With a parent coaching the child can most often be assured of a starting position on the team. No languishing on the bench when Dad is in charge. For building confidence, this can be beneficial, especially if the child has worked hard and has the performance skills necessary plus has earned the opportunity through effort, dedication, and team play. The fret over playing time can disappear.
As the coach you also select the team so you can be certain that the “best” players are yours. Best can include moral, physical, social, and mental attributes that enhance the worth of the team. The riffraff and ne’er-do-wells can be sucked up by another outfit. Oh, these last two paragraphs have taken on a caustic tone when there really are advantages to coaching your own child.
Working together with your child under the intensity of a sport can build positive relationships. Coaching automatically boosts extra time together performing an activity that hopefully both parties love. My son started playing basketball as soon as he could walk and lug that enormous ball around the court and football came right behind; his Dad is a dedicated coach of both games with an acute eye for recognizing and then developing fundamental skills and individual talent. Father and son worked well together throughout childhood, junior high, and into high school. Dad always worked to avoid playing favorites with his team as he also maneuvered to remove himself from coaching altogether when son hit the varsity level of play. In a small town this was not easy because extra coaches are not always available and so he remained his son’s head football and assistant basketball coach.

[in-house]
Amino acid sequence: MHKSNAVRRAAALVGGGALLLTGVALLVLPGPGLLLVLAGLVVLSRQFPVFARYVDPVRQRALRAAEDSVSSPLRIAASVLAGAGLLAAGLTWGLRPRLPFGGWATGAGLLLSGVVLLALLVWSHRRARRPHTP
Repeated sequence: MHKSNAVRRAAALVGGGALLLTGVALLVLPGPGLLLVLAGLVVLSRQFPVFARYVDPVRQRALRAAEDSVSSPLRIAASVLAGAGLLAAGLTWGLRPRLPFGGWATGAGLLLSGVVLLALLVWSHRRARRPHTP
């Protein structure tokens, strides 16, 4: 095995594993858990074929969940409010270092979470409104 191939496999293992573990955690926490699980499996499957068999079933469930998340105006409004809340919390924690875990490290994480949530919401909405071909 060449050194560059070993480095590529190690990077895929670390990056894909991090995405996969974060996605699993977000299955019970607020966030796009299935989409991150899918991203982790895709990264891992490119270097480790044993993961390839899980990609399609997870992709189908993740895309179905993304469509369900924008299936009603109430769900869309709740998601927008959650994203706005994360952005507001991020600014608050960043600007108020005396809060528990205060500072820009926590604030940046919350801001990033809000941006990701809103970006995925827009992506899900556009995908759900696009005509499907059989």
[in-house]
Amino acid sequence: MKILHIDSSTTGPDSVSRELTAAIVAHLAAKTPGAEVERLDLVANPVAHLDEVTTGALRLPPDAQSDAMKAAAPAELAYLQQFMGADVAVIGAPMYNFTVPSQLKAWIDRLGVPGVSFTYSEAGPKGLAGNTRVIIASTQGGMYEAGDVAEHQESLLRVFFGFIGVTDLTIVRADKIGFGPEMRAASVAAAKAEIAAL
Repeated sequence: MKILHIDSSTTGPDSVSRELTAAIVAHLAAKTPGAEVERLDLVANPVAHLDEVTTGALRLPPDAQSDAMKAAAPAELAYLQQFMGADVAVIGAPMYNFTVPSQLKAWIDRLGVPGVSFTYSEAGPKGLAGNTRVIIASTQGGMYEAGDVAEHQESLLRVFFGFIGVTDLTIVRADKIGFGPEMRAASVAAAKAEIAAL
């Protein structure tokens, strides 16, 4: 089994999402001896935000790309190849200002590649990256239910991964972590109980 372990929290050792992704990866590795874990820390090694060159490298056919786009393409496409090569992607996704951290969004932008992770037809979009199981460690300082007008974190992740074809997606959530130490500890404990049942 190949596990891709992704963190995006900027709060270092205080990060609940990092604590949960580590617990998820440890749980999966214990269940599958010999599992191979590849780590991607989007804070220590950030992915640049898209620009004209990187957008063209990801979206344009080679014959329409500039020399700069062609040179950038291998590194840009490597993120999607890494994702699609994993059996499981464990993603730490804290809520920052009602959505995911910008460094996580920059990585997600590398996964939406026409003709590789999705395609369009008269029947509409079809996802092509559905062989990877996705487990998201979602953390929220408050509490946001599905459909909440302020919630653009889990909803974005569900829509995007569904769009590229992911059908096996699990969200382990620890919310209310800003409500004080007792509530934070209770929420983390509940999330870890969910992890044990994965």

Fortunately, Son loved both sports, practiced hard, and played harder. But regardless of the Father/Son attitude and belief in the team, jealousy pocked the season. Whether your son is a starter, a star, or simply an average team member, “someone and his Dad” are never pleased. Riding this out and staying positive while moving the team forward in skill and success is not easy and often some of the fun of the game is extracted. Imagine the problems that arise when the coach is ill-prepared and the child forced to play in a position where his skills do not mesh and growling dissension abounds.